Jerry's Ink


One of the great challenges of being a parent or a grandparent comes around this time of year, when every grade school and high school puts on a play or musical.

I don’t have to tell you about the joy of seeing your own flesh and blood standing there on stage, desperately trying to remember their lines.

Sadly, this thrill lasts for only a few minutes. Then comes that moment when you realize your incredibly talented child’s one big line or one big song is over and now you have to listen to all these other little kids who, frankly, have no place on the stage compared your child or grandchild who, with a little luck, can easily go on to become the next Justin Bieber or Lindsay Lohan, minus the drugs, drinking, tattoos, and shoplifting, of course.

My own career on the school stage came to a disastrous end when I was eight years old. I was, naturally, a child prodigy, and I played the mandolin. Every little Italian boy played the mandolin in those days, unless he was blind, in which case he played the accordion.

I was given the honor of playing for the assembly at PS 95. My job was to sit alone on the stage playing “Pomp and Circumstance” on the mandolin while the entire student body of the school marched down the aisle to their seats.

So there I was, sitting and waiting for the music teacher to hit the two chords on the piano, which was my cue to start playing, when I started daydreaming. The teacher, old fat Miss Rossman, kept hitting the same two chords, and I was just staring straight ahead. Then, when I realized it was time to play, I froze.

Finally Miss Rossman heaved her 260 pounds onto the stage, where she forcibly removed me by pulling me by the arm, and then she dashed back down to the piano to play the students in. I was the laughingstock of the third grade.

However, my disgrace on the stage of PS 95 pales in comparison to the worst school play experience of my life.

That came a number of years ago when I was summoned by my daughter to view a command performance by two of my grandchildren in a school production of the much-hated Alice in Wonderland.

Do you know a single human being who ever liked Alice in Wonderland? When you talk about over-rated pieces of doo-doo, Alice has to be on the top of everyone’s list.

And yet, since 1865, when it was first written by Lewis Carroll (while he clearly was on crack), we have had the “Alice in Wonderland Conspiracy,” which has been passed on from parent to child.

Every child comes out of the womb hating Alice in Wonderland, but from the moment they are born they are force-fed the Alice treatment. They get started with musical mobiles spinning Alice characters above their cribs. They are read to sleep by the Golden Book version of the book . . . they watch Alice cartoons . . . they are forced to sit through Walt Disney’s interminable flop version. As they mature, they realize they’re bored, but they don’t want to break their parents’ hearts and tell them that this so-called classic is a stiff.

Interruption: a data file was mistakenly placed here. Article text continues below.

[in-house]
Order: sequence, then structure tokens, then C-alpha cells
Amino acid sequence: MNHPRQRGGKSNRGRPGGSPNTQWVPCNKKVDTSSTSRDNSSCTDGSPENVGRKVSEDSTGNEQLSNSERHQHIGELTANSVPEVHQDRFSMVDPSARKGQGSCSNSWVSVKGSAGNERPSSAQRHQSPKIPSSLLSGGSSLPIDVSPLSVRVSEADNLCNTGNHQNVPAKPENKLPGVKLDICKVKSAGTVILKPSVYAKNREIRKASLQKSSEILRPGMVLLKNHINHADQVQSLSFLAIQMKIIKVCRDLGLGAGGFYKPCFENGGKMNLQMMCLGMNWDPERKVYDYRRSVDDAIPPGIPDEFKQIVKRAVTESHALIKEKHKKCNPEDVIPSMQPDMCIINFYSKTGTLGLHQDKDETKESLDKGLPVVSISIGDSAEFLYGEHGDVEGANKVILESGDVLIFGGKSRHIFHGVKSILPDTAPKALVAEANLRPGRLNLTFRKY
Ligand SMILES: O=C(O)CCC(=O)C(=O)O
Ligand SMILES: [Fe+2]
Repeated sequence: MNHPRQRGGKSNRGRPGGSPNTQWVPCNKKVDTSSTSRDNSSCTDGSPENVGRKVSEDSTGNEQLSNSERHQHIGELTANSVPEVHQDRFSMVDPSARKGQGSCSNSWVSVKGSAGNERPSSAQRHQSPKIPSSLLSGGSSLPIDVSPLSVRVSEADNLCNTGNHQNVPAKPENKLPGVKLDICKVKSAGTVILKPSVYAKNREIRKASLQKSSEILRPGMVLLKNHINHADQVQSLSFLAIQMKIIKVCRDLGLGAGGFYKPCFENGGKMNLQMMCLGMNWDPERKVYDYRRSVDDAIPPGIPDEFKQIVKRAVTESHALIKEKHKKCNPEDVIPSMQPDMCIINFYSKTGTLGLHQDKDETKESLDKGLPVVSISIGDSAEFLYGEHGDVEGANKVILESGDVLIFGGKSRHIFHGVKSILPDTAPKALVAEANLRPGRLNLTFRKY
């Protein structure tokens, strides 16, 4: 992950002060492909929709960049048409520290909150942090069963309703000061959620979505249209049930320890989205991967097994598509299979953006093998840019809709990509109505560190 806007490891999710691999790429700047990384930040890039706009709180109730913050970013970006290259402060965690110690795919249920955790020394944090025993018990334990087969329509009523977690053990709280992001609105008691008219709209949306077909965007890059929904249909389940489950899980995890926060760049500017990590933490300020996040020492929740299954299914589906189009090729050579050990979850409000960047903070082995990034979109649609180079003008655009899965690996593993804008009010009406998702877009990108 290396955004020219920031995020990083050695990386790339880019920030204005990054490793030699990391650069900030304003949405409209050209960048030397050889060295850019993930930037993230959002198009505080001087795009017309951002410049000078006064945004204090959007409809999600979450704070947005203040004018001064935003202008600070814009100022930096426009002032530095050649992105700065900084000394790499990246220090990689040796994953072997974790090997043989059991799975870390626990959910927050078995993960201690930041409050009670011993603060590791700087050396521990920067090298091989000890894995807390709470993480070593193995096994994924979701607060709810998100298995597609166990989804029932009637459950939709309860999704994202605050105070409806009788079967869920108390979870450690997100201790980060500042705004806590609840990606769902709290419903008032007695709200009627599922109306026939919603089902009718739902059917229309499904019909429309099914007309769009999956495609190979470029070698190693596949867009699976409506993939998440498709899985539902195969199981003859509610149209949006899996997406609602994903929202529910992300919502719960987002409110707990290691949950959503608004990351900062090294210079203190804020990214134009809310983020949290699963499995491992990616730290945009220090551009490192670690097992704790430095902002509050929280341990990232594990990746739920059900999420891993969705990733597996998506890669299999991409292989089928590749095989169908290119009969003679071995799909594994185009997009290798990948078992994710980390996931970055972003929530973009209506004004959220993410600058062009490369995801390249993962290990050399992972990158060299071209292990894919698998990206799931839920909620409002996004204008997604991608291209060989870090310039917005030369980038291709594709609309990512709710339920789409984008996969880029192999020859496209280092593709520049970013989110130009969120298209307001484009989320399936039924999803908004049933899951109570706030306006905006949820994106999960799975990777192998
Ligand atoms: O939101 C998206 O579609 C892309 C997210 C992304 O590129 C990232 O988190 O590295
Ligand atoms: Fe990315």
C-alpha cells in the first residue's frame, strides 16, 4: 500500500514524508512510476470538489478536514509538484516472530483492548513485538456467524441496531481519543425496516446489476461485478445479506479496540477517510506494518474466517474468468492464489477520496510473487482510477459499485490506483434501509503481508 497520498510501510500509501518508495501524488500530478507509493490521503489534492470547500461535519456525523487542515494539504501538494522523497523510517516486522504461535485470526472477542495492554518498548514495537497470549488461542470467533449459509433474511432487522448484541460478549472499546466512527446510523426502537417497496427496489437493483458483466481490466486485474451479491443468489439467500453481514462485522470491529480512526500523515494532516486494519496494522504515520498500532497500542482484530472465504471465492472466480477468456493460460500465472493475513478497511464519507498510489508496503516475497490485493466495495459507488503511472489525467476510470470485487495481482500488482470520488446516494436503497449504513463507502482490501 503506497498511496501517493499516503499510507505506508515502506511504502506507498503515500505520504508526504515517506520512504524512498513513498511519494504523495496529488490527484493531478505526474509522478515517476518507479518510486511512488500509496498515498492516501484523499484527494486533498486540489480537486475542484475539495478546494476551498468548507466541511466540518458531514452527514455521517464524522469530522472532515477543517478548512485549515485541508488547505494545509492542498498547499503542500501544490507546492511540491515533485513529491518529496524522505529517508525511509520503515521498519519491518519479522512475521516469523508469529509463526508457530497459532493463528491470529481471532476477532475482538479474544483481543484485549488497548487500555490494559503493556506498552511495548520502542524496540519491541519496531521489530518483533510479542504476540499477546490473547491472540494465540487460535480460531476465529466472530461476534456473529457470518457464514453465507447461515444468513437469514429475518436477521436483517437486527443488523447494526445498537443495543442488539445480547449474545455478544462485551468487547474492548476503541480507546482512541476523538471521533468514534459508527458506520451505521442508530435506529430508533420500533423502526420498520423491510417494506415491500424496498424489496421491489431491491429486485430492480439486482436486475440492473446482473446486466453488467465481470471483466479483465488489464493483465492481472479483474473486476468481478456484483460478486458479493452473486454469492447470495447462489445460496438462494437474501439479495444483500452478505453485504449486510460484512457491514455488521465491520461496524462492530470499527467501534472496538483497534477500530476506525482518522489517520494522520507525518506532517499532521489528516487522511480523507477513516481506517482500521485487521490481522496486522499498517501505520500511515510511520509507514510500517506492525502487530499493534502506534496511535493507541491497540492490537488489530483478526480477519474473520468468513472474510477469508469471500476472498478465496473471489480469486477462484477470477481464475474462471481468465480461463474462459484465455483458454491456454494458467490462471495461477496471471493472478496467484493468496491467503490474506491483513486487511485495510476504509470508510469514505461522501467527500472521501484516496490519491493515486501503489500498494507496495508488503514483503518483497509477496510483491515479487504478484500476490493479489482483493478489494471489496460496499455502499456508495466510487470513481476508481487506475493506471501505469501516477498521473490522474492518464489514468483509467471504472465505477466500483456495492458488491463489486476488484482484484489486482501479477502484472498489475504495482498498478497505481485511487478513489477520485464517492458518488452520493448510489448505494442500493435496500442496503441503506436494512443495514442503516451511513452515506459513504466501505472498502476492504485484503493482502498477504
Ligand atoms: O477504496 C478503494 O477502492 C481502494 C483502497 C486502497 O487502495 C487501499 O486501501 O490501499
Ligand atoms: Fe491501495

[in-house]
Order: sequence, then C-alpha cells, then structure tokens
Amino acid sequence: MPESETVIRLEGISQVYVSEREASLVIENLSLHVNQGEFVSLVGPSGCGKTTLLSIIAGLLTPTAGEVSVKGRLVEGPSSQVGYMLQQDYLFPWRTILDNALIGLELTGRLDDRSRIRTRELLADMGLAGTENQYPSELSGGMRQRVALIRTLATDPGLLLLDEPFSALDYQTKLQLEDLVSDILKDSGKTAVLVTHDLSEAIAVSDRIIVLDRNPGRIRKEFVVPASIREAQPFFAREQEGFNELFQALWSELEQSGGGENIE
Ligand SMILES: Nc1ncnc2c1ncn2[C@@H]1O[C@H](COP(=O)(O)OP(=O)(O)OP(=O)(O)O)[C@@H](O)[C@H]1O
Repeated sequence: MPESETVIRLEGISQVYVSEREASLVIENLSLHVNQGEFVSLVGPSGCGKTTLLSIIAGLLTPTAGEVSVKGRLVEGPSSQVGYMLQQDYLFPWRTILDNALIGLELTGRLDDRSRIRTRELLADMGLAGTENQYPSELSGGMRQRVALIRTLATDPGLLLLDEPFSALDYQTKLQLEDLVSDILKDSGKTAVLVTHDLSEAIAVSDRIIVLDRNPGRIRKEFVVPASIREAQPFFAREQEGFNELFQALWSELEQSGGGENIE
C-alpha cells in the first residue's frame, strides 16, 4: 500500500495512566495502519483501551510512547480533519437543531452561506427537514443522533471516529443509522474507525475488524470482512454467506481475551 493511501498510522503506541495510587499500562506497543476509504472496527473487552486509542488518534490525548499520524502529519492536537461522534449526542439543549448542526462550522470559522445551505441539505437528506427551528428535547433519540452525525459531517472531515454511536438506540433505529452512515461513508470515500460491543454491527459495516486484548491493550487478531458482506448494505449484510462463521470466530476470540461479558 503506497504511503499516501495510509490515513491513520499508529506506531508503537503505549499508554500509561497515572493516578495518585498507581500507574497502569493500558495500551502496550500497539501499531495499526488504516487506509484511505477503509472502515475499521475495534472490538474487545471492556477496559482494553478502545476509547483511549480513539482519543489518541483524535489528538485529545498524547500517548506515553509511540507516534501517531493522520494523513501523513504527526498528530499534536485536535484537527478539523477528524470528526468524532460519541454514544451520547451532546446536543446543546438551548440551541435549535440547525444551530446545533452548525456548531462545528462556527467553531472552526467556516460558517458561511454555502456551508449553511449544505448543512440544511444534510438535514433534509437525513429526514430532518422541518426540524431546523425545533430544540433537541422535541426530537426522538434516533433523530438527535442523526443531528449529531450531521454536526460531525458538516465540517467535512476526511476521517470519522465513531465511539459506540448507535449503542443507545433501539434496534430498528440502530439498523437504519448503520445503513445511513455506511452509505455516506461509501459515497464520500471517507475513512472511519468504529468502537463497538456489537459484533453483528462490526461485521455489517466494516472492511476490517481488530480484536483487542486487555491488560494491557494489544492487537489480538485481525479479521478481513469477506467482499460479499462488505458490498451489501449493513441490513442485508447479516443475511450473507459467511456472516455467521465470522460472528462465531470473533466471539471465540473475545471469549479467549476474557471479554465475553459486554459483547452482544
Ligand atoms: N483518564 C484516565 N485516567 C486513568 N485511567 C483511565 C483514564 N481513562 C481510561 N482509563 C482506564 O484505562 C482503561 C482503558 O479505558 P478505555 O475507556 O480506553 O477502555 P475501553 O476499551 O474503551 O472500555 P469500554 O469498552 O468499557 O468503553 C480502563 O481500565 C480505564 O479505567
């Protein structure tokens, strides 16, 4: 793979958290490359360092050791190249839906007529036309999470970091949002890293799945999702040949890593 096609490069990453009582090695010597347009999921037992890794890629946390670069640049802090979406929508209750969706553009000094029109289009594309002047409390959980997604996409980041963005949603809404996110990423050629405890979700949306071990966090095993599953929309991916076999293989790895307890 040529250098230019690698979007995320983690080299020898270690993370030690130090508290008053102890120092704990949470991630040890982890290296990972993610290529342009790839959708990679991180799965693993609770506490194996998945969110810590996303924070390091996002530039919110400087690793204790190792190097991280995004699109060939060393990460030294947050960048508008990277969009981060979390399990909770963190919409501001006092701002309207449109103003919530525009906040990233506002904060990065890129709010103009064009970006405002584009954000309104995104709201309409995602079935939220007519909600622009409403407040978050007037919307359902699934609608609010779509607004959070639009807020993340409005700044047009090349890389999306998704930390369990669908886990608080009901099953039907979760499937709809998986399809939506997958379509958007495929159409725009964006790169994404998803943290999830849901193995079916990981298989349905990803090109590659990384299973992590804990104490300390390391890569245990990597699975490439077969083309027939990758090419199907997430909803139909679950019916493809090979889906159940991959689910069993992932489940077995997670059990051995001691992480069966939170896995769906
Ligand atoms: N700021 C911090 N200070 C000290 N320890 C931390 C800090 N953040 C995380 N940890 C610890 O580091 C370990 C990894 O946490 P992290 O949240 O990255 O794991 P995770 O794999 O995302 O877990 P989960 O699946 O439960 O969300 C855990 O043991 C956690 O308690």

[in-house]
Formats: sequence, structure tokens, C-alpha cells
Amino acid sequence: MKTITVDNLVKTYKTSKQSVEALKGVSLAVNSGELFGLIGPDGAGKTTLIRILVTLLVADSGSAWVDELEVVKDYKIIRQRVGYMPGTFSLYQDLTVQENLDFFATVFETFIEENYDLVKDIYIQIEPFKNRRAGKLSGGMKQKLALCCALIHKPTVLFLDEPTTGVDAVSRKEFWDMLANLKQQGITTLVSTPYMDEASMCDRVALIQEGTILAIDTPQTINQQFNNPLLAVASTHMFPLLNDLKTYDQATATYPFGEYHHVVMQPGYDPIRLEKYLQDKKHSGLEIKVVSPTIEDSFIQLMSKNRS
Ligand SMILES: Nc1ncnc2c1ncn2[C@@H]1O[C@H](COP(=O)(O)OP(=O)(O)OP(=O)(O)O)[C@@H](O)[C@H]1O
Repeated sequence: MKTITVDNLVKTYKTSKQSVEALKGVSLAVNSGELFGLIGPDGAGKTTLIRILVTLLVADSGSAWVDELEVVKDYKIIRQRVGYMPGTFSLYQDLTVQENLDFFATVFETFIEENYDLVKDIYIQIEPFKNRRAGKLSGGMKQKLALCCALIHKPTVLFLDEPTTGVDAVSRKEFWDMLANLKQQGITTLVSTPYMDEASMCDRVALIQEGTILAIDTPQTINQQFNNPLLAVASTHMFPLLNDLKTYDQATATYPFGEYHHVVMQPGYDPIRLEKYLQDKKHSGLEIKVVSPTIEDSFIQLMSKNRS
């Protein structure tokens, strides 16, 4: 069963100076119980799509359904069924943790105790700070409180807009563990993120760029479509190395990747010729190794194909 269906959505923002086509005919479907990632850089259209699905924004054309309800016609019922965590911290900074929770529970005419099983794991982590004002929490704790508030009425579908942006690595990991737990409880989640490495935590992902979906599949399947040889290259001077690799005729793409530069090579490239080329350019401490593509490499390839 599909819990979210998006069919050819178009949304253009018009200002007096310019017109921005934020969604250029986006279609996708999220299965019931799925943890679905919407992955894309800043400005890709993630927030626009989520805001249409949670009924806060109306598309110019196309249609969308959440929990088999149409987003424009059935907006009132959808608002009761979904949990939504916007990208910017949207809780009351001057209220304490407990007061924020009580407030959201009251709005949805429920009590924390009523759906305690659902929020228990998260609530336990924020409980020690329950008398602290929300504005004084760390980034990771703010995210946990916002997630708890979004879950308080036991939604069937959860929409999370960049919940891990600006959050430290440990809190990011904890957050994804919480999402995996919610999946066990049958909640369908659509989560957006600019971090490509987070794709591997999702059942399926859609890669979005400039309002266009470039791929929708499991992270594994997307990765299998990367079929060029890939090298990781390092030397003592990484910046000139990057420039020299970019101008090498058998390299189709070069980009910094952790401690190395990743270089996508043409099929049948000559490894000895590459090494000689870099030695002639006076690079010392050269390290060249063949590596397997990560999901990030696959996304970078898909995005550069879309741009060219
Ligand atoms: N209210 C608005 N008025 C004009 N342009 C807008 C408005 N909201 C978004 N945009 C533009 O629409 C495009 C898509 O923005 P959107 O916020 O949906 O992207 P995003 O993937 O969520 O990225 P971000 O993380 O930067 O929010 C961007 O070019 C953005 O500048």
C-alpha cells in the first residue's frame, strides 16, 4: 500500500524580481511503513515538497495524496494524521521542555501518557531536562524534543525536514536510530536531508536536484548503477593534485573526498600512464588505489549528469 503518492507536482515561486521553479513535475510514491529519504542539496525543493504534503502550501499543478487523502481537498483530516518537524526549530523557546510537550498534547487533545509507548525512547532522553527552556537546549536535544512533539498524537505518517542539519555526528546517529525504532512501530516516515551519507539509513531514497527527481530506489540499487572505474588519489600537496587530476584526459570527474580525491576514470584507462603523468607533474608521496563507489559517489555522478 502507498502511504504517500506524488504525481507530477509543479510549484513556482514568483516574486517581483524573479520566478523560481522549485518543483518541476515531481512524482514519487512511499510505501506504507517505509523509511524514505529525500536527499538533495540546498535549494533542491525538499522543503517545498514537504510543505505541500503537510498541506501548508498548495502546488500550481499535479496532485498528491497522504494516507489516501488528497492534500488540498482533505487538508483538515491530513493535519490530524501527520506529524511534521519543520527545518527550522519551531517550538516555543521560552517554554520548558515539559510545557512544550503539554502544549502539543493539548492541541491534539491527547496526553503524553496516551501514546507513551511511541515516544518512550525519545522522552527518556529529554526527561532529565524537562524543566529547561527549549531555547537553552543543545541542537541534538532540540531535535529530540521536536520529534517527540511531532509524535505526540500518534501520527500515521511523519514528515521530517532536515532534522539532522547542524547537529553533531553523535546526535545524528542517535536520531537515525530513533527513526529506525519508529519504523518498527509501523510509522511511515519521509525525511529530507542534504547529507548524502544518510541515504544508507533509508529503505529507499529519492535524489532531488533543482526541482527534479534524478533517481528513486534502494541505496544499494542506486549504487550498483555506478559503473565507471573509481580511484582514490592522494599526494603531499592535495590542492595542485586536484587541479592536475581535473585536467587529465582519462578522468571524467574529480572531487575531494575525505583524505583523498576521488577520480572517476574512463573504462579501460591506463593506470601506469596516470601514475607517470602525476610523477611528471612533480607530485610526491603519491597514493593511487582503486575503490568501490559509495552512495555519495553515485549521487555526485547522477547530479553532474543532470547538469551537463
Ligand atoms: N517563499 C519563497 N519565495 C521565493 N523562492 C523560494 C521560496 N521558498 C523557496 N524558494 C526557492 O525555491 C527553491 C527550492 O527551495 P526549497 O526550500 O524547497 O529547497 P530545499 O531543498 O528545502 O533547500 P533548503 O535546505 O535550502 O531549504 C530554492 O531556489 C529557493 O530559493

Then they grow up and have children of their own and what do they do? They inflict this moronic, confusing book on their own children. And if that’s not bad enough, every once in a while some jerk in the movie business or one of the networks takes a shot at boring the entire nation with still another version of Alice in Wonderland.

There’s even been a porno version, and I will bet the next porno version of Alice will star Stormy Daniels as Alice, and guess who will play the Mad Hatter?

So there I was, sitting alone in this loud high school auditorium filled with giddy parents warmly greeting their neighbors with a sweet sincerity that you can only find in the suburbs. The show was produced by a sadistic music teacher, who got up and talked about the wonders of Alice in Wonderland.

When the show started, it was beyond boring. From 20 feet away every school kid looks alike, so I had no idea which of the kids were my talented grandkids and which were some other grandparents’ creepy untalented grandchildren.

Every second was an hour. “This is a nightmare,” I thought. “This will never end. I’m going to die here.”

A minute/hour later, the thought of death began to grow on me.

I can just see those headlines: “Kindly Old Granddad Dies Happy While Watching Grandkids Perform in Alice in Wonderland” in the Daily News.

The New York Post’s headline would be, “Was It Murder in Kiddy Theater?” with the subhead, “Did the Mad Hatter Run Amok?”

Finally, after what seemed like a month, the lights came up and many of the parents and grandparents gave the performance a standing ovation. One of my legs was lucky enough to have fallen asleep during the dreary show, so my getting up to applaud the piece-of-dreck show was a nightmare. Many mistook my tears of relief for tears of joy.

A note for grandparents who are going to be snookered into attending a grandchild’s show this year. Here’s a tip on how to make the show move along once the lights in the auditorium are dimmed:

Purchase at least 20 little airline-sized bottles of vodka, which you can hide in your pockets and shoes. It’s best that husbands and wives work as a team. Grandpa can open the bottle, take a slug and pass the bottle on to Grandma. Grandma can finish off the bottle with one swig and then hide the empty bottles in her purse. I promise, a great time will be had by all. And you can tell your grandkids that you were so filled with emotion by their great performance that your speech became slurred.

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